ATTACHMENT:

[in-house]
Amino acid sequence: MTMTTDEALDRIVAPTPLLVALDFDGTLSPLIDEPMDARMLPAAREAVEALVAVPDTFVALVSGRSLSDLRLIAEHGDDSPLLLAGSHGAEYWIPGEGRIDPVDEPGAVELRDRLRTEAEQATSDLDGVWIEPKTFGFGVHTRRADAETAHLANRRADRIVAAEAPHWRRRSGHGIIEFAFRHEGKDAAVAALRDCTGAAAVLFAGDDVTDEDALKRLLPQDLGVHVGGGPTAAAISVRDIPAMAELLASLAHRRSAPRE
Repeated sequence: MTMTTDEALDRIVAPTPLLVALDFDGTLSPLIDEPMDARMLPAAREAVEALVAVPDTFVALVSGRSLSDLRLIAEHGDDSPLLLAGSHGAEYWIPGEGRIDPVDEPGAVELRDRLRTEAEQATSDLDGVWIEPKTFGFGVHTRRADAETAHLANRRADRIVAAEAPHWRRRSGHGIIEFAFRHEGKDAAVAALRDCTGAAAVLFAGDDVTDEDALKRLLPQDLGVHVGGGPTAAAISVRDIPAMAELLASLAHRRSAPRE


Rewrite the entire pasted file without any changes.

[in-house]
Amino acid sequence: MTMTTDEALDRIVAPTPLLVALDFDGTLSPLIDEPMDARMLPAAREAVEALVAVPDTFVALVSGRSLSDLRLIAEHGDDSPLLLAGSHGAEYWIPGEGRIDPVDEPGAVELRDRLRTEAEQATSDLDGVWIEPKTFGFGVHTRRADAETAHLANRRADRIVAAEAPHWRRRSGHGIIEFAFRHEGKDAAVAALRDCTGAAAVLFAGDDVTDEDALKRLLPQDLGVHVGGGPTAAAISVRDIPAMAELLASLAHRRSAPRE
Repeated sequence: MTMTTDEALDRIVAPTPLLVALDFDGTLSPLIDEPMDARMLPAAREAVEALVAVPDTFVALVSGRSLSDLRLIAEHGDDSPLLLAGSHGAEYWIPGEGRIDPVDEPGAVELRDRLRTEAEQATSDLDGVWIEPKTFGFGVHTRRADAETAHLANRRADRIVAAEAPHWRRRSGHGIIEFAFRHEGKDAAVAALRDCTGAAAVLFAGDDVTDEDALKRLLPQDLGVHVGGGPTAAAISVRDIPAMAELLASLAHRRSAPRE